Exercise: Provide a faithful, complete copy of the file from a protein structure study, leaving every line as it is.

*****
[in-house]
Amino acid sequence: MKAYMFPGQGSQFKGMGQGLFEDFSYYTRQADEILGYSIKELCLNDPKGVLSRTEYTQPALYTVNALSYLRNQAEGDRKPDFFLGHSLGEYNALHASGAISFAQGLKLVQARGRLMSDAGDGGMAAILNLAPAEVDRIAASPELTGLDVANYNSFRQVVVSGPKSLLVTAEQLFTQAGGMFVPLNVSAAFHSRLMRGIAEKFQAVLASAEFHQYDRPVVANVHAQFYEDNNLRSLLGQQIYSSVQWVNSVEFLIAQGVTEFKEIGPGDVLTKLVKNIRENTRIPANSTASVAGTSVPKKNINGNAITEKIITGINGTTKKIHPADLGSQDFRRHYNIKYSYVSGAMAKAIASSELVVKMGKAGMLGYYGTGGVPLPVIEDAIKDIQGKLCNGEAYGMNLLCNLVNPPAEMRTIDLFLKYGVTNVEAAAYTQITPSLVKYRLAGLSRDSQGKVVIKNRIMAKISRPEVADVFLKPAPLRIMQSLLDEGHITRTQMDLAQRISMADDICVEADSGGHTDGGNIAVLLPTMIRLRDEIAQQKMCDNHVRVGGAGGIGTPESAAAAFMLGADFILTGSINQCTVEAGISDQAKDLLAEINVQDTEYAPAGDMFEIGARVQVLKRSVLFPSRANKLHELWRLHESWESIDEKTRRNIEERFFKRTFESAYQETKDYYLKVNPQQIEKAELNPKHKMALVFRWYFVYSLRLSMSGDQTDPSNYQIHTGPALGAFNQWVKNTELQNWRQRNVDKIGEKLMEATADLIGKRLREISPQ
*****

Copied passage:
[in-house]
Amino acid sequence: MKAYMFPGQGSQFKGMGQGLFEDFSYYTRQADEILGYSIKELCLNDPKGVLSRTEYTQPALYTVNALSYLRNQAEGDRKPDFFLGHSLGEYNALHASGAISFAQGLKLVQARGRLMSDAGDGGMAAILNLAPAEVDRIAASPELTGLDVANYNSFRQVVVSGPKSLLVTAEQLFTQAGGMFVPLNVSAAFHSRLMRGIAEKFQAVLASAEFHQYDRPVVANVHAQFYEDNNLRSLLGQQIYSSVQWVNSVEFLIAQGVTEFKEIGPGDVLTKLVKNIRENTRIPANSTASVAGTSVPKKNINGNAITEKIITGINGTTKKIHPADLGSQDFRRHYNIKYSYVSGAMAKAIASSELVVKMGKAGMLGYYGTGGVPLPVIEDAIKDIQGKLCNGEAYGMNLLCNLVNPPAEMRTIDLFLKYGVTNVEAAAYTQITPSLVKYRLAGLSRDSQGKVVIKNRIMAKISRPEVADVFLKPAPLRIMQSLLDEGHITRTQMDLAQRISMADDICVEADSGGHTDGGNIAVLLPTMIRLRDEIAQQKMCDNHVRVGGAGGIGTPESAAAAFMLGADFILTGSINQCTVEAGISDQAKDLLAEINVQDTEYAPAGDMFEIGARVQVLKRSVLFPSRANKLHELWRLHESWESIDEKTRRNIEERFFKRTFESAYQETKDYYLKVNPQQIEKAELNPKHKMALVFRWYFVYSLRLSMSGDQTDPSNYQIHTGPALGAFNQWVKNTELQNWRQRNVDKIGEKLMEATADLIGKRLREISPQ